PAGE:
It was a pass he didn’t catch, however, that proved to be the key play. With under a minute to play and New York down 20–17, Victor broke free in the end zone and drew an interference penalty on safety Sergio Brown. From the 1-yard line, the Giants scored the winning points on a short pass to tight end Jake Ballard. It halted a 20-game home winning streak for the Pats.

Victor even played well during a four-game midseason losing streak that seemed to put the Giants out of serious playoff contention. He caught six passes for 128 yards and a touchdown in a 17–10 loss to the Eagles. Next, he had nine catches for157 yards and two touchdowns in a 49–24 defeat at the hands of the New Orleans Saints. Victor surpassed 100 yards for the third game in a row when the Giants lost a close game to the Green Bay Packers.


With their record at 7-7, the Giants split their next two games to set up a showdown with their Meadowlands co-tenants, the Jets. Victor caught just three passes in the game, but one of his receptions turned the season around, arguably for both clubs. The Giants were pinned against their own goal line on third and 10 when Manning found Victor with a pass around the 11-yard line—close to the first down marker. Victor slipped a pair of tackles and then jetted down the sideline for that rarest of plays in the NFL—a 99-yard touchdown catch. It was just the 13th in league history. The play turned a 7–3 deficit into a 10–7 lead that the Giants would never relinquish. They beat the Jets 29–14. The win would ultimately enable the Giants to squeak into the playoffs and ultimately keep the playoff-bound Jets out of the postseason.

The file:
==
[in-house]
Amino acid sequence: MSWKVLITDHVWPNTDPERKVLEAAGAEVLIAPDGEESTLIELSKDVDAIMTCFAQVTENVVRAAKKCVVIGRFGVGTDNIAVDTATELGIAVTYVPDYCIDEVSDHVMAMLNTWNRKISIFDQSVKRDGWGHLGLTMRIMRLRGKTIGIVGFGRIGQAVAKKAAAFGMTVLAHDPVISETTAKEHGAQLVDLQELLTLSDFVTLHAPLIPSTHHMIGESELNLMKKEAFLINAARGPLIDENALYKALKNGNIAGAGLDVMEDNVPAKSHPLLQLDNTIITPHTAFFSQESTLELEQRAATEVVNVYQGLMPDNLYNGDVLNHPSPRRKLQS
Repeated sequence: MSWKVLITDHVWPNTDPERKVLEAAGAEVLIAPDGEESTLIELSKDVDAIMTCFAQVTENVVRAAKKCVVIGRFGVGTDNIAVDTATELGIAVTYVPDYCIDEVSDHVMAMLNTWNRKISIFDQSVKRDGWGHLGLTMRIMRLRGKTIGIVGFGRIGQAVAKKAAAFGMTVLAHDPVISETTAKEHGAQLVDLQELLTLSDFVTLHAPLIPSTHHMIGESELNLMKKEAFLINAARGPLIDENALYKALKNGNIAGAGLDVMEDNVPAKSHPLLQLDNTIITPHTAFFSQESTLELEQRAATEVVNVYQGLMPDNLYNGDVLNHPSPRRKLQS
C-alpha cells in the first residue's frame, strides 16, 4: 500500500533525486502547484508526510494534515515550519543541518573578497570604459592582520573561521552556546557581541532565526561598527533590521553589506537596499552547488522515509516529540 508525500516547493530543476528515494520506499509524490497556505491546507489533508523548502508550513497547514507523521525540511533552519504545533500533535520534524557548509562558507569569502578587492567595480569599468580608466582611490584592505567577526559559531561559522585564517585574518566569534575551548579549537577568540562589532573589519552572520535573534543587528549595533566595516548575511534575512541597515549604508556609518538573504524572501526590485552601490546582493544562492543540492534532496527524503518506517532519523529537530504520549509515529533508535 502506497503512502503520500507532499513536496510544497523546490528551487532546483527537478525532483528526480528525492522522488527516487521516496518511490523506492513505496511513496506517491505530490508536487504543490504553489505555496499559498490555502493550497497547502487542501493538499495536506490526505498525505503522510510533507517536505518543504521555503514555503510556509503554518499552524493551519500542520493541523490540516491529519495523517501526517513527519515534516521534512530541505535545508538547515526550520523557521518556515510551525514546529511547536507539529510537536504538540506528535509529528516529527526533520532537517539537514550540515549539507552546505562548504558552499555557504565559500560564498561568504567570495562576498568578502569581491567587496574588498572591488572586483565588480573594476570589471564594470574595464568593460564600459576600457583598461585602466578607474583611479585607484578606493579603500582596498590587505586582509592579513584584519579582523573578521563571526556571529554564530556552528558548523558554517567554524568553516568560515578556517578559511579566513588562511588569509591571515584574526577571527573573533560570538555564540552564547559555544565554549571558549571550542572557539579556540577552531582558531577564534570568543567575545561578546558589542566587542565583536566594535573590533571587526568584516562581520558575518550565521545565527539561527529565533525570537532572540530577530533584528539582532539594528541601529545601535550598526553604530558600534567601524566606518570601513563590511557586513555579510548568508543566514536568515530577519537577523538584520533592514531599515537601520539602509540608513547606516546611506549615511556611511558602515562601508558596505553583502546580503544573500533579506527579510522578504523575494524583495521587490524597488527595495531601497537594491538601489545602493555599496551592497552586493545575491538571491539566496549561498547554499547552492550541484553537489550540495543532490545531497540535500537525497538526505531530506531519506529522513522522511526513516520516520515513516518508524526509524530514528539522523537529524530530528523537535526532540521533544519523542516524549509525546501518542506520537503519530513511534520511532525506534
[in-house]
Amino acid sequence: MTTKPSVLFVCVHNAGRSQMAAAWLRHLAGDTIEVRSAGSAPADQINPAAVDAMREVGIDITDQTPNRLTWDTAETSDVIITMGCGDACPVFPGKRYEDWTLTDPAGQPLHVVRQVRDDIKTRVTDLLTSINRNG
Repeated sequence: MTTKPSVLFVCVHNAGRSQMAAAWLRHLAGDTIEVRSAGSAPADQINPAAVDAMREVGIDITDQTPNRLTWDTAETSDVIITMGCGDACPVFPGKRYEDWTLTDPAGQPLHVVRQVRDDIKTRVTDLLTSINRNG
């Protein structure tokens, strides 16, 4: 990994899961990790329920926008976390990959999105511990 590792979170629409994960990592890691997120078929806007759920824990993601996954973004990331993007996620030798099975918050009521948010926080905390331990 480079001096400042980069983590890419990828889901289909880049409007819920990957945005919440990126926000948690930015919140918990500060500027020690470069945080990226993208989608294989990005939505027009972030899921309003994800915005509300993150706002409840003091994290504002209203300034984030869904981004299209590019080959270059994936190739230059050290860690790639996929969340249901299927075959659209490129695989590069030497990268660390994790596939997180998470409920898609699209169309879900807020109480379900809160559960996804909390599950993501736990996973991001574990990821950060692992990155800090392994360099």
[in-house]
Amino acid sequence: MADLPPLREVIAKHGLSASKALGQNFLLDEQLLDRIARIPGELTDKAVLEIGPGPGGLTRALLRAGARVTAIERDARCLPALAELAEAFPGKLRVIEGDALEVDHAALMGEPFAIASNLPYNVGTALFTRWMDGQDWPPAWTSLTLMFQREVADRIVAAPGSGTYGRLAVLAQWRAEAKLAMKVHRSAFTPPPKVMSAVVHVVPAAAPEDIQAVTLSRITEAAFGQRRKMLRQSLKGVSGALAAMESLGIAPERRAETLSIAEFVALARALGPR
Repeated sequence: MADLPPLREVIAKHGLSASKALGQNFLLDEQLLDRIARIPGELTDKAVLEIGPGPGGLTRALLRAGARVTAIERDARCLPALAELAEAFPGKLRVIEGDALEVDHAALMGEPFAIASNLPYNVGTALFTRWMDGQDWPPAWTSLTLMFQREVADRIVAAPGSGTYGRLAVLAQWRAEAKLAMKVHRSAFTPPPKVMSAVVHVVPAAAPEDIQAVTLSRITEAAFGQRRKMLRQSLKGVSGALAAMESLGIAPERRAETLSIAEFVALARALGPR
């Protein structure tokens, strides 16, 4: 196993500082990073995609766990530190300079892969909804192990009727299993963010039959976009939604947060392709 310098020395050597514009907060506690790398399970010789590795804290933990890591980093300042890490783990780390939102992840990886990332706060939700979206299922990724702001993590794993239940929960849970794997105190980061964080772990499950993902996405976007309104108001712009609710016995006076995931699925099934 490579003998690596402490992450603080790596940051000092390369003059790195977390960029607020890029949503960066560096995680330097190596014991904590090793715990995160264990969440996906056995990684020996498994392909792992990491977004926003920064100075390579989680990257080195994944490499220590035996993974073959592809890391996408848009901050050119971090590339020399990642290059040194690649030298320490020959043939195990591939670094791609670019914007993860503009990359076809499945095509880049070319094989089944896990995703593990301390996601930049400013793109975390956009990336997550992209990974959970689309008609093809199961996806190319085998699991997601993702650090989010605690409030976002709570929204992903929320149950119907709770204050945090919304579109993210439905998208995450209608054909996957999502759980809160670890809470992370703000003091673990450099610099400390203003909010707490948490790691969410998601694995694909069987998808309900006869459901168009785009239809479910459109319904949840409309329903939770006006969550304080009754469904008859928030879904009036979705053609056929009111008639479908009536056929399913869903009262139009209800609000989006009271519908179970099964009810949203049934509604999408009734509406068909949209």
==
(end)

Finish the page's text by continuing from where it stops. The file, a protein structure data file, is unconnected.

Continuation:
Eli Manning, autographed photo

 The Giants beat the Cowboys the following week to wrestle away the division title with a meager 9–7 record. Victor was sensational in the season finale, catching six passes for a career-high 178 yards. Those number enabled him to become the first New York receiver to have more than 1,500 yards in a season. His 82 catches were second in team history to Steve Smith’s 107 receptions in 2009.

Victor wasn’t much of a factor in his first playoff game, but fortunately he didn’t need to be. The Giants grounded the Atlanta Falcons in a stunning defensive effort. Atlanta’s only points in a 24–2 defeat came on a safety. New York’s pass rush—which featured four All-Pro caliber players in Justin Tuck, Osi Umenyiora, Jason Pierre-Paul and Mathias Kiwanuka—was healthy and at full speed for the first time all year. The Giants battered quarterback Matt Ryan in a dominant performance.

The team’s offense was completely healthy, too. Running backs Brandon Jacobs and Ahmad Bradshaw were running effectively, which created opportunities for Victor, Nicks and Manningham—all three of whom were in top form. With a full arsenal weapons on both sides of the ball and Manning looking like the league MVP, the Giants were peaking at just the right time.

The following week in Green Bay, the Giants crushed the 15–1 Packers, 37–20. Victor caught several clutch passes to keep drives alive and finished the day with 74 receiving yards. Nicks was the star of the day with two touchdowns, including a Hail Mary pass to end the first half.

In the NFC Championship Game, the San Francisco 49ers had no answer for Victor. He was everywhere at once in the first half, catching balls at a record-breaking pace. Victor had 10 receptions in the first two quarters for 142 yards. Whenever Victor caught a pass, the Giants fans in attendance made themselves known by filling the misty air with chants of his name.

The game settled into a defensive battle in the second half, as the 49ers blanketed Victor with two men. This left his teammates open, and Manning found Manningham in the end zone for the go-ahead score in the fourth quarter. The 49ers tied the game, but the Giants won 20–17 in overtime after recovering a fumbled punt return.